Viki Cooke from BritainThinks and BCW's Caroline Winters explore how to drive greater consumer and business engagement in COP26
COP26 is fast approaching, yet it feels as distant and difficult to grasp as ever. So how is the UK public feeling about COP26, climate change, and what the opportunity for business might be?
1. You only know the language if you're in the club
Climate isn't the sole preserve of business, government and activists, but we could be forgiven for sometimes thinking it is. ESG is a buzzword in many boardrooms, but it is often seen solely through the lens of reporting and business stakeholders. Too often, the focus on the consumer is missing, yet crucial targets won't be hit without changes in their behaviours.
BritainThinks' research shows that the public often feels alienated by key terms, from ‘net zero' to the ‘climate emergency', at the very time that many people are open to the issue and want to know more about what they can do. This is why it's really interesting to see a new, simpler speak emerging in the world of CSR, like the holistic, no-nonsense approach from the Better Business Act Coalition.
Businesses need to learn from this, and do more to demystify the language around climate change and ESG commitments to ensure they are understood at a consumer, as well as a corporate, level. This is critical to consumers feeling part of a movement for change and understanding their role in combatting the challenges the world is facing.
2. Individualism only works if you know what to do and you can do it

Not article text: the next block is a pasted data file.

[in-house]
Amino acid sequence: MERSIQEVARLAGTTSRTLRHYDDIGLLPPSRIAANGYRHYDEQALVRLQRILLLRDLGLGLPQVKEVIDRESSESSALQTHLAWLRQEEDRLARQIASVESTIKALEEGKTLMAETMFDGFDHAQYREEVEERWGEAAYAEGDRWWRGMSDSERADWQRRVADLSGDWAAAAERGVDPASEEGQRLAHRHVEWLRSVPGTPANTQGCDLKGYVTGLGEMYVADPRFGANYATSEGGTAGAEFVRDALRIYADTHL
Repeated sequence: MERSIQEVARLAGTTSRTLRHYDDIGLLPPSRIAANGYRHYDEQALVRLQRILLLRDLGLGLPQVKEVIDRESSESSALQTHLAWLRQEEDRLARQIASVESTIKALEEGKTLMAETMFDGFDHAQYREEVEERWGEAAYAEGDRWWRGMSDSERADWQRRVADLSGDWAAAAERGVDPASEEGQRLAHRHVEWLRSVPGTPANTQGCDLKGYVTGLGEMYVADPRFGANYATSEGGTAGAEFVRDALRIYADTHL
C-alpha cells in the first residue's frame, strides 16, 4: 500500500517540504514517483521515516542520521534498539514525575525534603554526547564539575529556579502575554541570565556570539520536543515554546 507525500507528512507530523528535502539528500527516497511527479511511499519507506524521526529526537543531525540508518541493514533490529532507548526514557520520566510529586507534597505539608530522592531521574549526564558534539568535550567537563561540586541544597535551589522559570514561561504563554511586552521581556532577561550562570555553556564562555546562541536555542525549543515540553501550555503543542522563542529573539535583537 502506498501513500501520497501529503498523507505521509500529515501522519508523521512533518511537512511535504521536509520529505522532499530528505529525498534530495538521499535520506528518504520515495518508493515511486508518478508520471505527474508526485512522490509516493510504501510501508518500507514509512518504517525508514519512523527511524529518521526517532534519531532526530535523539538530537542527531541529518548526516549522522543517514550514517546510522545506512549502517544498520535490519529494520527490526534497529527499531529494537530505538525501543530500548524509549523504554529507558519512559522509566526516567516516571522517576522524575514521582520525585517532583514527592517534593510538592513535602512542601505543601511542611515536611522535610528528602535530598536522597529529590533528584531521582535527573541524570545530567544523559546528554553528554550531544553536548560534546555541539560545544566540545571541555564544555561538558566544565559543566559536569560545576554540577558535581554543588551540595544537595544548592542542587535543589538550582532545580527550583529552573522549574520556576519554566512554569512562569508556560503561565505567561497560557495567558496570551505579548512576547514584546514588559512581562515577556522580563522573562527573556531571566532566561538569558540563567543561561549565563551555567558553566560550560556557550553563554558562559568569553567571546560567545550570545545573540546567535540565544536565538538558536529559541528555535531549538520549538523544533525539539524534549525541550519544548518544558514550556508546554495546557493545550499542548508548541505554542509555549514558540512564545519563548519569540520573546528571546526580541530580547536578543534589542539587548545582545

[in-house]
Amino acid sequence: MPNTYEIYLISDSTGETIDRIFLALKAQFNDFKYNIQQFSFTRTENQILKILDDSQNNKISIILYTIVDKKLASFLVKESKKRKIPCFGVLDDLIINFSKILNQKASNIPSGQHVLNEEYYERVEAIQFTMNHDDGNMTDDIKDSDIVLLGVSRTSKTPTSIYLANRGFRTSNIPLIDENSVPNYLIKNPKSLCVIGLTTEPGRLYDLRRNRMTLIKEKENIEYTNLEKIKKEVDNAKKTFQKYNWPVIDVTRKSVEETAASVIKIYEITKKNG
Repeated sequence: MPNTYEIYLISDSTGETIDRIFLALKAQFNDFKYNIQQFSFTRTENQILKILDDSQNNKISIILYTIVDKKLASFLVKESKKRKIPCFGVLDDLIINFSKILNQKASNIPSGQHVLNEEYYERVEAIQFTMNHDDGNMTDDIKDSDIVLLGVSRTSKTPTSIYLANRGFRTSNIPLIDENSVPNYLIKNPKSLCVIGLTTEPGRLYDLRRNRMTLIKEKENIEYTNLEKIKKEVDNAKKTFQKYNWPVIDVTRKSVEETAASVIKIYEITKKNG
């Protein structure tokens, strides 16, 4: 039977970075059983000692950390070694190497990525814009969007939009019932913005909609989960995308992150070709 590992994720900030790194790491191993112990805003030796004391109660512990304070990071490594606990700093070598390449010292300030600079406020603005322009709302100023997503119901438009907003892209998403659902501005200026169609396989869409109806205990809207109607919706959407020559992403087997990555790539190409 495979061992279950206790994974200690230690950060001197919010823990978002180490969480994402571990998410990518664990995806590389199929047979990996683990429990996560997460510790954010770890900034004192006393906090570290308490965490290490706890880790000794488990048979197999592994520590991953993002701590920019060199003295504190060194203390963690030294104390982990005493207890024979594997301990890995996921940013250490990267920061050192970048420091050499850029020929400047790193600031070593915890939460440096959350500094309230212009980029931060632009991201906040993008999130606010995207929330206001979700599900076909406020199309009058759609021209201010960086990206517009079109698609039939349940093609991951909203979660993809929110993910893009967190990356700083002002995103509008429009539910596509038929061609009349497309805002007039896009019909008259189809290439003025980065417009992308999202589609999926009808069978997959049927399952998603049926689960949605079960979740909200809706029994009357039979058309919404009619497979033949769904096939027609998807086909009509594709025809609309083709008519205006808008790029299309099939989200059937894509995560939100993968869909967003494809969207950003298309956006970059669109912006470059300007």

As we move into the next stage of the Covid crisis, there's a lot of emphasis on personal responsibility. But we can't rely on this type of thinking to solve the climate crisis: our research shows that one of the biggest barriers to consumers taking action is that they don't know what they can do. The actions that are most familiar are often only the tip of the iceberg, while the most game-changing are often out of reach for structural reasons. Many consumers are all too aware of this, and worry they're being asked to turn up to an earthquake with a dustpan and brush.
At BCW, we believe this is where business can make a difference. Companies should look at how they can drive change through their products and services, partnerships and communities. Responsible businesses invest in opportunities that enable individuals to take action easily - and see the results. That may include price incentives or capping, education programmes or the introduction of new materials. Regardless of how they do it, the businesses which recognise that they need to both agitate for, and enable, action will be the ones who form meaningful partnerships with consumers in the long term.
3. COP26 needs to be more than just a moment
COP26 is hurtling towards us, but the debate is being dominated by talk about the event itself and the politics surrounding it. Despite high levels of interest in the issue of climate change, at three-fifths, most of the public has no idea COP26 is even happening. To engender real change, conversations around COP need to be lifted out from the mechanics of the conference. The UK cannot see its role as complete once the two weeks in Glasgow are over.
For companies too, COP26 is a staging post on a longer journey rather than the destination. When the summit is over, short-term initiatives won't cut it as a freshly informed, activist population demands more action now. Targets set for 2030 or 2050 feel too abstract and distant - the challenge for companies is to show what they are doing now, demonstrate progress and maintain momentum throughout. Roadmaps for change, ongoing engagement and sharing learnings will be not just important but expected.
Viki Cooke is chair of insight and strategy consultancy BritainThinks, and Caroline Winters is senior adviser at integrated communications agency BCW.